CoverIntroductionKey Civics and Government ConceptsDefining Critical Media LiteracyTopic 1. Foundations of the United States Political System1.1 Social Media Policies and Community Standards on YouTube, Twitter, TikTok and More1.2 The Internet as a Public Utility1.3  21st Century Women STEM Innovators1.4 Media Coverage of Kings, Queens, and Royal Families1.5 Representations of Native Americans in Films, Local History Publications, and School MascotsTopic 2. The Development of United States Government2.1 Declarations of Independence on Social Media2.2 Media Marketing and Government Regulation of Self-Driving Cars and Electric Vehicles2.3 Representations of and Racism Toward Black Americans in the Media2.4 Political Debates Through Songs from Hamilton: An American Musical2.5 Bill of Rights on TwitterTopic 3. Institutions of United States Government3.1: Hollywood Movies About the Branches of Government3.2: Writing an Impeachment Press Release3.3: Members of Congress' Use of Social Media3.4: Political Impacts of Public Opinion Polls3.5: Website Design for New Political PartiesTopic 4. The Rights and Responsibilities of Citizens4.1: Immigration in the News4.2: Portrayals of Immigrants in Television and Film4.3: COVID-19 Information Evaluation4.4: Women Political Leaders in the Media4.5: Online Messaging by Special Interest Groups4.6: Digital Games for Civic Engagement4.7: Social Media and the Elections4.8: Images of Political Leaders and Political Power4.9: Media Spin in the Coverage of Political Debates4.10: Celebrities' Influence on Politics4.11: Political Activism Through Social Media4.12: Media Recruitment of Public Sector Workers4.13 Deciding What Books Students Read in School4.14: Images of Teachers and Teaching4.15: For Whom Is and Could Your School Be Named4.16: Representing Trans Identities4.17: Media Framing of the Events of January 6, 20214.18: Music as Protest Art4.19: PACs, Super PACs, and Unions in the Media4.20 Brands and PoliticsTopic 5. The Constitution, Amendments, and Supreme Court Decisions5.1: Prohibition in the Media5.2: The Equal Rights Amendment on Twitter and Other Social Media5.3: Civil War Era News Stories and Recruitment Advertisements5.4: Representations of Gender and Race on U.S. Currency5.5: The Equality Act on Twitter5.6: Reading Supreme Court Dissents Aloud5.7: Television Cameras in CourtroomsTopic 6. The Structure of State and Local Government6.1: Native American Mascots and Logos6.2: A Constitution for the Internet6.3: Military Recruitment and the Media6.4: Your Privacy on Social Media6.5: Pandemic Policy Information in the Media6.6: Gendered Language in Media Coverage of Women in Politics6.7: Gender-Neutral Marketing of Toys 6.8: Environmental Campaigns Using Social Media6.9: Trusted Messengers, the Media, and the Pandemic6.10: Online Campaigning for Political Office6.11: Advertising the Lottery Online and In Print6.12: Local Governments, Social Media and Digital Democracy6.13: Protecting the CommonsTopic 7. Freedom of the Press and News/Media Literacy7.1: Press Freedom in the United States and the World7.2: Objectivity and Reporting the News from All Sides7.3: Investigative Journalism and Social Change7.4: News Photographs & Newspaper Design7.5: How Reporters Report Events7.6: Recommendation Algorithms on Social Media Platforms7.7: YouTube Content Creators7.8: Fake News Investigation and Evaluation7.9: Paywalls and Access to Online News7.10: Critical Visual Analysis of Online and Print Media7.11: Memes and TikToks as Political Cartoons7.12: Women Reporters in the Movies7.13: Design a 21st Century Indie Bookstore 7.14: Greenwashing and the Media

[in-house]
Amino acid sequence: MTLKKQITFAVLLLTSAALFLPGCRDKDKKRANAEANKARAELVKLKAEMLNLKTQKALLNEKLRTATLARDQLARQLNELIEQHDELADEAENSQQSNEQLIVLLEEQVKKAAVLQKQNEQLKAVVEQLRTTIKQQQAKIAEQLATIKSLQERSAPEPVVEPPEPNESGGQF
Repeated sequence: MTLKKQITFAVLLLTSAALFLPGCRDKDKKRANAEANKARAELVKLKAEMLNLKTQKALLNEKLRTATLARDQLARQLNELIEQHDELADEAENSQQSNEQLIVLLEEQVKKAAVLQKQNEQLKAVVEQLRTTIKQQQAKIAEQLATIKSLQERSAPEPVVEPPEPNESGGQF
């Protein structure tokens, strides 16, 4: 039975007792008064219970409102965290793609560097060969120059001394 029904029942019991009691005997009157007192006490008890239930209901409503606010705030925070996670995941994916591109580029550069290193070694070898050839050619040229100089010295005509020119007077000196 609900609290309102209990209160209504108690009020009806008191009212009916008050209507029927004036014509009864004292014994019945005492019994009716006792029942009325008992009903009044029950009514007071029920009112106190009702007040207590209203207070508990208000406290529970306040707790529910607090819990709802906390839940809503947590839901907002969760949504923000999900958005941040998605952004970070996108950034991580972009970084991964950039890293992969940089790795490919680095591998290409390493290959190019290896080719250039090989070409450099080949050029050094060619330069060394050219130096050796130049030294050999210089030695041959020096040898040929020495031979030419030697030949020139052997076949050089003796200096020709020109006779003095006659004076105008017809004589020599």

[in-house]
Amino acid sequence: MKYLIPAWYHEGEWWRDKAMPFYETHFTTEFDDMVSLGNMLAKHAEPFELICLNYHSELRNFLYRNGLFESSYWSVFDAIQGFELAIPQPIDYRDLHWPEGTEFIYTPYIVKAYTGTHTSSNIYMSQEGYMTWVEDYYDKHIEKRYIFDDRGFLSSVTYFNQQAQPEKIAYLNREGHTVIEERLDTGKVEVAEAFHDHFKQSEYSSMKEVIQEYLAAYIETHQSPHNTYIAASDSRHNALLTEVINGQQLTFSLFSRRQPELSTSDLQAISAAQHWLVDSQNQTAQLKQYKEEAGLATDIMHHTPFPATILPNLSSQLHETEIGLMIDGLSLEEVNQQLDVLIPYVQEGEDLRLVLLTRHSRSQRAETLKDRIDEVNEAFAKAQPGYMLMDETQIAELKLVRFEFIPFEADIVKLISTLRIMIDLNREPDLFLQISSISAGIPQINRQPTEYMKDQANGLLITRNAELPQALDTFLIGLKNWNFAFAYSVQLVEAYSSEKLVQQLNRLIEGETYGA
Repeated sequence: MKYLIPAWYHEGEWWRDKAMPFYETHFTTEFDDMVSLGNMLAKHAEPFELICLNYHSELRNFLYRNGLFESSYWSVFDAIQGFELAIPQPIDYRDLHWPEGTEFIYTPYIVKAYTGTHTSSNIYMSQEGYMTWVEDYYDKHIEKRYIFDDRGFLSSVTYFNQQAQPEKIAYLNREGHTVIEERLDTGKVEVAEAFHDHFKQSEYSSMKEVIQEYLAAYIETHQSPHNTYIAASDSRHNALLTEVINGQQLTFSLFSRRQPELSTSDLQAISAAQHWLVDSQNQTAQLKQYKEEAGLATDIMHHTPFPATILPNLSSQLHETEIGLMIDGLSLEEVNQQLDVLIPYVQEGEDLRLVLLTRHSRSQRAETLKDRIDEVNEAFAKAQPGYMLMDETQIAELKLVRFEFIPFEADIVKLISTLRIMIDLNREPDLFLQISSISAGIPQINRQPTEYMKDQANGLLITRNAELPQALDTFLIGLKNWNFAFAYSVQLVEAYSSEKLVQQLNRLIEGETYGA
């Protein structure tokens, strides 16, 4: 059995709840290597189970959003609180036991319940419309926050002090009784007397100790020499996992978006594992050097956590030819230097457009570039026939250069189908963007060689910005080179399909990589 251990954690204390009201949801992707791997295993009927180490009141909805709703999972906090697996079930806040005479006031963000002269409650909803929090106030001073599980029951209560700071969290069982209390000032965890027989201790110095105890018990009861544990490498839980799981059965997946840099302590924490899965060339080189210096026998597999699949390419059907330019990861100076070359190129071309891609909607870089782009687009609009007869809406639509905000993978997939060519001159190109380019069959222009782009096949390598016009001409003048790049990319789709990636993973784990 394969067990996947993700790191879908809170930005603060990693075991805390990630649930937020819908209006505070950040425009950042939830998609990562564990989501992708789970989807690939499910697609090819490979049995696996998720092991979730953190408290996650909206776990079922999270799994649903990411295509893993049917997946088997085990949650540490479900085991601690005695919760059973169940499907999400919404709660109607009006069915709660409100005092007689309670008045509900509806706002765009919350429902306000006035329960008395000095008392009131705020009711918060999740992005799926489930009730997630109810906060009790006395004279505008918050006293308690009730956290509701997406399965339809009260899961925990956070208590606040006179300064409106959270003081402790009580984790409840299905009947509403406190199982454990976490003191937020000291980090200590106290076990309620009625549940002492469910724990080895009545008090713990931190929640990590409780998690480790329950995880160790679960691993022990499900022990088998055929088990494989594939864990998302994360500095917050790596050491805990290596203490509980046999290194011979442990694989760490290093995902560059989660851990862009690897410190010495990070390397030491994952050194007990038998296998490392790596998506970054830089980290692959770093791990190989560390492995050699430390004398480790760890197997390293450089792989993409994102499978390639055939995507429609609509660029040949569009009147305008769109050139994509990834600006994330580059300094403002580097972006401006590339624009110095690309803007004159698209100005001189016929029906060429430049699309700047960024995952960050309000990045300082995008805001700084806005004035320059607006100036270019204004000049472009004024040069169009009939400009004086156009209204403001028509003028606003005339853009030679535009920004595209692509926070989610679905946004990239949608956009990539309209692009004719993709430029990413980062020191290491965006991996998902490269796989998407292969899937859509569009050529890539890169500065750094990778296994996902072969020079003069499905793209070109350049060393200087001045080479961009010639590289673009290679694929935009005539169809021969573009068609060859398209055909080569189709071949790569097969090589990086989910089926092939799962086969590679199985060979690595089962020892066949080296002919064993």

6.9: Trusted Messengers, the Media, and the Pandemic